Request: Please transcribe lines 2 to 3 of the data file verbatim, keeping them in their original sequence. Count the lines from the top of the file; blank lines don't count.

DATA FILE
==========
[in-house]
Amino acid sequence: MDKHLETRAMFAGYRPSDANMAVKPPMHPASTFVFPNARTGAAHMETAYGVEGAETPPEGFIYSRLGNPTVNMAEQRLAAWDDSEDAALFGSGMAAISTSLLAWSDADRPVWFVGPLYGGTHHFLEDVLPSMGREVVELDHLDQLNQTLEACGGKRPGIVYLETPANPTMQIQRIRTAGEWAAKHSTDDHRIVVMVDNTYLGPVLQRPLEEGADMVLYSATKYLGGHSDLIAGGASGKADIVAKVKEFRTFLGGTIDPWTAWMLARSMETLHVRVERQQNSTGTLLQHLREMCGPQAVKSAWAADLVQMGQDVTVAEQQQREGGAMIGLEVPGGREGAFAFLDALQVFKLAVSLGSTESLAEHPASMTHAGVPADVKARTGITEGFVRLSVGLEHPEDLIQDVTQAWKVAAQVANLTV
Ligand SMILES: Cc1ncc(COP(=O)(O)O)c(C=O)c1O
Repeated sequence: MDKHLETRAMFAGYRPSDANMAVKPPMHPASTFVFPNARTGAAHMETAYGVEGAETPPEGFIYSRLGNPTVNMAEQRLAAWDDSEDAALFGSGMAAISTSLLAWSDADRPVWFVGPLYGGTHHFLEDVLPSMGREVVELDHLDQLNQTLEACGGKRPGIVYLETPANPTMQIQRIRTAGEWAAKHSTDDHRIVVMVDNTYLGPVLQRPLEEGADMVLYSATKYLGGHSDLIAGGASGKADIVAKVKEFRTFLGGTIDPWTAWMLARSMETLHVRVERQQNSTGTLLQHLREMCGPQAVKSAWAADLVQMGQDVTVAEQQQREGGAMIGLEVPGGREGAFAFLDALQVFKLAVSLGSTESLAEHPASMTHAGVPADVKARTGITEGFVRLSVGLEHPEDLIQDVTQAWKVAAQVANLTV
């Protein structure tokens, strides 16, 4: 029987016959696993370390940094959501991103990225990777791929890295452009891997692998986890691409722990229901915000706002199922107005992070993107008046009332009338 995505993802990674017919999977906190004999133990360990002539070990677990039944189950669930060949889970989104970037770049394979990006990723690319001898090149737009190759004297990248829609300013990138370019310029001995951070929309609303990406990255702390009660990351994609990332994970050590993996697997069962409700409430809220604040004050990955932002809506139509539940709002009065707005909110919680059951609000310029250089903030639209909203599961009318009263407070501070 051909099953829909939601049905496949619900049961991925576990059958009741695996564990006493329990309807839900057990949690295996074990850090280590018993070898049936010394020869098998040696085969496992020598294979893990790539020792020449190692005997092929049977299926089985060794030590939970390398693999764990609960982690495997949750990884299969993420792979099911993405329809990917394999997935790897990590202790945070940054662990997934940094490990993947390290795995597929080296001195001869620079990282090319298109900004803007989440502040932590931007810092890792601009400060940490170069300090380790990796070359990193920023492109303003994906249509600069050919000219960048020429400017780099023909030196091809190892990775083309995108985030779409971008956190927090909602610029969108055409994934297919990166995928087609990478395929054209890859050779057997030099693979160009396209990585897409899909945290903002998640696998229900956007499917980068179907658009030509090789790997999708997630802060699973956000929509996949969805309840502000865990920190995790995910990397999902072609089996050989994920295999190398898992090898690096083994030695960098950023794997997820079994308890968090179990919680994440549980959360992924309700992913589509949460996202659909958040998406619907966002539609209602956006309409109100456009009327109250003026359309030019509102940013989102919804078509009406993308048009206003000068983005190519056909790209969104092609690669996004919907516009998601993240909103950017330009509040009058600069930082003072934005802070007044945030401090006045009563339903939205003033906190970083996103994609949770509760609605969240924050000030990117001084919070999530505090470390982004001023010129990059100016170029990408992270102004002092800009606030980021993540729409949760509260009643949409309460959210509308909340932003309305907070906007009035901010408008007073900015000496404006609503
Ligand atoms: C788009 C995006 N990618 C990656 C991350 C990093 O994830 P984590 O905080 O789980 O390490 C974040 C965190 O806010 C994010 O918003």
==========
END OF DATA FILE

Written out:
Amino acid sequence: MDKHLETRAMFAGYRPSDANMAVKPPMHPASTFVFPNARTGAAHMETAYGVEGAETPPEGFIYSRLGNPTVNMAEQRLAAWDDSEDAALFGSGMAAISTSLLAWSDADRPVWFVGPLYGGTHHFLEDVLPSMGREVVELDHLDQLNQTLEACGGKRPGIVYLETPANPTMQIQRIRTAGEWAAKHSTDDHRIVVMVDNTYLGPVLQRPLEEGADMVLYSATKYLGGHSDLIAGGASGKADIVAKVKEFRTFLGGTIDPWTAWMLARSMETLHVRVERQQNSTGTLLQHLREMCGPQAVKSAWAADLVQMGQDVTVAEQQQREGGAMIGLEVPGGREGAFAFLDALQVFKLAVSLGSTESLAEHPASMTHAGVPADVKARTGITEGFVRLSVGLEHPEDLIQDVTQAWKVAAQVANLTV
Ligand SMILES: Cc1ncc(COP(=O)(O)O)c(C=O)c1O